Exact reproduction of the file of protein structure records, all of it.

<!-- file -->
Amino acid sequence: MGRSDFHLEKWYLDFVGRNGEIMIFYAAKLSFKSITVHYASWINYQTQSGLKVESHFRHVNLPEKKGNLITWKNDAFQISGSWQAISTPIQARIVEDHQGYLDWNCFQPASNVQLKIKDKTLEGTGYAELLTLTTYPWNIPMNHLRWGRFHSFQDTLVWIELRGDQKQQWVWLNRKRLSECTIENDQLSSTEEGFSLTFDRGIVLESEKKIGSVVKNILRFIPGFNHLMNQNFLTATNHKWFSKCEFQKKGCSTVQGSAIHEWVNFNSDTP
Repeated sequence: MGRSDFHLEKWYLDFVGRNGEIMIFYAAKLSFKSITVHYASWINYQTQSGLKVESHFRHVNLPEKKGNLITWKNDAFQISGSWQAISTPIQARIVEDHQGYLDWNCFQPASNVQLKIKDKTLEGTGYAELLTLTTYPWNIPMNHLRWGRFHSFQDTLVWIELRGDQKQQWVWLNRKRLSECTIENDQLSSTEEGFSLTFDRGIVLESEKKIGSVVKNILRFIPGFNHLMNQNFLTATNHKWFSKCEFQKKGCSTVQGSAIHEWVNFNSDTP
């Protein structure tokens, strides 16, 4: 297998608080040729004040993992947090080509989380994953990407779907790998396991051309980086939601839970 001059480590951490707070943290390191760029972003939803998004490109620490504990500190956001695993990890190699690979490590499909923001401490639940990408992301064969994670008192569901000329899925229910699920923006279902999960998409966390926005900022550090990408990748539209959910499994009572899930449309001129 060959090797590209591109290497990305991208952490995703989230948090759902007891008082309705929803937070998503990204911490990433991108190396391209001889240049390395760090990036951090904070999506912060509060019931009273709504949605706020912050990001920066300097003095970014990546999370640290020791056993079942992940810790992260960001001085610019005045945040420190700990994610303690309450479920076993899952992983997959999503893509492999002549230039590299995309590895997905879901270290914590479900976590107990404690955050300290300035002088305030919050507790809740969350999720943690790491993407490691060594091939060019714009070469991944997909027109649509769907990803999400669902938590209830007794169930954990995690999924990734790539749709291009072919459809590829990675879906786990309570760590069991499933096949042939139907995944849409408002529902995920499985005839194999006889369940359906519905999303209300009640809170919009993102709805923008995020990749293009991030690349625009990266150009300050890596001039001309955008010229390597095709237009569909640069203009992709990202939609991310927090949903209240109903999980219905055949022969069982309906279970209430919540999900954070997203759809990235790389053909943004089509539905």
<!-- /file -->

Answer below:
Amino acid sequence: MGRSDFHLEKWYLDFVGRNGEIMIFYAAKLSFKSITVHYASWINYQTQSGLKVESHFRHVNLPEKKGNLITWKNDAFQISGSWQAISTPIQARIVEDHQGYLDWNCFQPASNVQLKIKDKTLEGTGYAELLTLTTYPWNIPMNHLRWGRFHSFQDTLVWIELRGDQKQQWVWLNRKRLSECTIENDQLSSTEEGFSLTFDRGIVLESEKKIGSVVKNILRFIPGFNHLMNQNFLTATNHKWFSKCEFQKKGCSTVQGSAIHEWVNFNSDTP
Repeated sequence: MGRSDFHLEKWYLDFVGRNGEIMIFYAAKLSFKSITVHYASWINYQTQSGLKVESHFRHVNLPEKKGNLITWKNDAFQISGSWQAISTPIQARIVEDHQGYLDWNCFQPASNVQLKIKDKTLEGTGYAELLTLTTYPWNIPMNHLRWGRFHSFQDTLVWIELRGDQKQQWVWLNRKRLSECTIENDQLSSTEEGFSLTFDRGIVLESEKKIGSVVKNILRFIPGFNHLMNQNFLTATNHKWFSKCEFQKKGCSTVQGSAIHEWVNFNSDTP
């Protein structure tokens, strides 16, 4: 297998608080040729004040993992947090080509989380994953990407779907790998396991051309980086939601839970 001059480590951490707070943290390191760029972003939803998004490109620490504990500190956001695993990890190699690979490590499909923001401490639940990408992301064969994670008192569901000329899925229910699920923006279902999960998409966390926005900022550090990408990748539209959910499994009572899930449309001129 060959090797590209591109290497990305991208952490995703989230948090759902007891008082309705929803937070998503990204911490990433991108190396391209001889240049390395760090990036951090904070999506912060509060019931009273709504949605706020912050990001920066300097003095970014990546999370640290020791056993079942992940810790992260960001001085610019005045945040420190700990994610303690309450479920076993899952992983997959999503893509492999002549230039590299995309590895997905879901270290914590479900976590107990404690955050300290300035002088305030919050507790809740969350999720943690790491993407490691060594091939060019714009070469991944997909027109649509769907990803999400669902938590209830007794169930954990995690999924990734790539749709291009072919459809590829990675879906786990309570760590069991499933096949042939139907995944849409408002529902995920499985005839194999006889369940359906519905999303209300009640809170919009993102709805923008995020990749293009991030690349625009990266150009300050890596001039001309955008010229390597095709237009569909640069203009992709990202939609991310927090949903209240109903999980219905055949022969069982309906279970209430919540999900954070997203759809990235790389053909943004089509539905």